Friday, December 2, 2011

Handbells - An Informational Rant

Perhaps you've seen the couple on Britain's Got Talent who played Titanic's My Heart Will Go On. Perhaps you've just heard ringing now and again at Christmas time.

Or perhaps you've seen the episode of Fox's show, New Girl, which happened to feature the instrument(s) known as handbells. As much as I like the show and appreciate their efforts to include a fairly unknown instrument, I can't say I approved their methods. Most of the sound produced may have been handbells (though it mostly sounded synthetic) but none-to-little of it matched what the actors onscreen were playing.

So, for those interested, here's a little informational rant summary on handbells.

Handbells, as indicated by their name, are a series of bells which are held and played by hand. To play, the ringer has to either hit the bell with an external mallet (like a xylophone or marimba) or swing the bell so that the inner clapper strikes the bell surface. There are other techniques to produce sound, such as plucking or the "Singing Bowl" technique, but these are mostly only in advanced groups. Clanking may occur when two bells bump into each other, so most ringers space them out as far as possible (but still within reach).

As with any percussion instrument, the sound only stops when the surface stops vibrating. Typically handbells are dampened on one's chest, or by laying it down on the padded playing table.

Each bell is sized for a specific pitch, much like a piano's strings. In fact, handbells are often colored off of piano keys, either by their handles or the handguards (disks separating handle from bell) being white or black. Thus, to achieve a full octave of 13 notes (C to C), you need to have 13 bells.

Because of the amount of hardware required, handbells are usually used by groups of ringers, forming a handbell choir. Beginners often start with 1 or 2 notes/bells, and their accidentals (sharps & flats). More advanced ringers may move to 4-in-hand (2 bells per hand) or even 6-in-hand (3 bells per hand) in the upper octaves, but the ringing techniques are much harder because of trying not to 1) clank the bells together or 2) play 2 notes at once.

Some ringers are skilled enough to be able to handle more bells by themselves, such that entire octaves or more are played by 1 or 2 people. This greatly reduces harmonics and undertones, since most bells are being played singly to produce the melody. You will see the majority of groups consisting of at least 4 or more.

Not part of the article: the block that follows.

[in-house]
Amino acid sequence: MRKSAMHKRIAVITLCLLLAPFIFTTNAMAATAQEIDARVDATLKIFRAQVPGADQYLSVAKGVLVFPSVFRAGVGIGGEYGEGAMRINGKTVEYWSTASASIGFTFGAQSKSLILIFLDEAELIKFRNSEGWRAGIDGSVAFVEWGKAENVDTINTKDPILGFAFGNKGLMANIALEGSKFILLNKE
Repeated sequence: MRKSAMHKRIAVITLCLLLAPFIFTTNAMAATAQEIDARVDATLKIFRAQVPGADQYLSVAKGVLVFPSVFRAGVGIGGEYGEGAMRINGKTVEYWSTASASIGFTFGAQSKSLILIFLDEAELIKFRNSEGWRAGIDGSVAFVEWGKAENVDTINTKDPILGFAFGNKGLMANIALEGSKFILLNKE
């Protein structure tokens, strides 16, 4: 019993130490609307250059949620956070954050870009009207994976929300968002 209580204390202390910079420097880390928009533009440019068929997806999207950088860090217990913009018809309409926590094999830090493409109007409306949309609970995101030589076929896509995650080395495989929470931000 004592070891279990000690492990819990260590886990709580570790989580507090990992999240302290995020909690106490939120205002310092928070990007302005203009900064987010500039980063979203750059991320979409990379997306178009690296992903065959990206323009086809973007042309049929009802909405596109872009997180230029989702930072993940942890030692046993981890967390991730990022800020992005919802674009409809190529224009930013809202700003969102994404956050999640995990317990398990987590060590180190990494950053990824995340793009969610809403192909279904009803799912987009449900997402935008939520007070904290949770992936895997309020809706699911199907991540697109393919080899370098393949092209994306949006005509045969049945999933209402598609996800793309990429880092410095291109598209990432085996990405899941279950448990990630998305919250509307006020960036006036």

Ringing techniques may alter the sound slightly, but really there is very little variation on how the note can be manipulated once struck. Swinging the bell back and forth can create a Doppler effect (a dimming then increasing in volume), or twirling the wrist while ringing creates a slight variation in sound, but the note never truly changes pitch or gets louder after being struck.

Handbells are most traditionally found at churches, but lately they've started moving into schools and outside organizations. Hillsboro, Oregon's Ring of Fire started as a school group, and has performed at events ranging from news shows to NBA games to Boston Pops concerts.

Bells of the Cascades is a non-profit organization that plays everything from Sleigh Ride to Pirates of the Caribbean. There really is a wide range of music available now, and even more can be made available if more music arrangers would get on the ball.

Though I have yet to find any phenomenal videos that really capture the sound of handbells well, below are a few that I've found to be entertaining or at least a proper showcasing of techniques handbell choirs use.

I've played handbells off and on for the past...oh, 10 years or so. They really are a lot of fun, and a great activity for those who've always wanted to learn music but haven't had the aptitude or courage for a solo instrument or voice. I've known people that couldn't even read notes who would play along by highlighting their music for when their left/right hand plays.

If you're interested in joining or forming a handbell group, I'd recommend checking out Handbell Musicians of America or searching for one in your country or local area.

Sleigh Ride performed by Bells of the Cascades at an informal concert.

Disney Music including Mainstreet Electrical Parade, How Do You Get to Wonderland?, Who's Afraid of the Big Bad Wolf?, Part of Your World & Parade Reprise.

Born This Way by Lady Gaga. Performed as a solo in 4 parts - this has especially great close-ups of technique!

Ring of Fire, an all-teens group, performing for a TV special.

Carol of the Bells similar to Mannheim Steamroller's rendition, played by the Golden Bells of Atlanta.

Beethoven's Joyful Joyful has a slow start, but don't worry, it gets faster

Owl City's Fireflies performed with handchimes - cousins to handbells.

Carol of the Bells Duet performed with a bell-tree & handchimes.

A little fun with the Super Mario Bros. Theme.

The Sabre Dance is typical of carnivals and cartoons, and this group definitely has fun with it.

Flight of the Bumblebee - one of the most difficult pieces for one person to play, let alone a group to be coordinated on!

This group adds some drama to their rendition of Pirates of the Caribbean.

Bells of the Cascades perform Sky-Tinted Waters, an original composition for handbells.

Want to learn a bit more? Check out the How It's Made episode featuring handbells!

Thank you for bearing with me, and I hope you've enjoyed.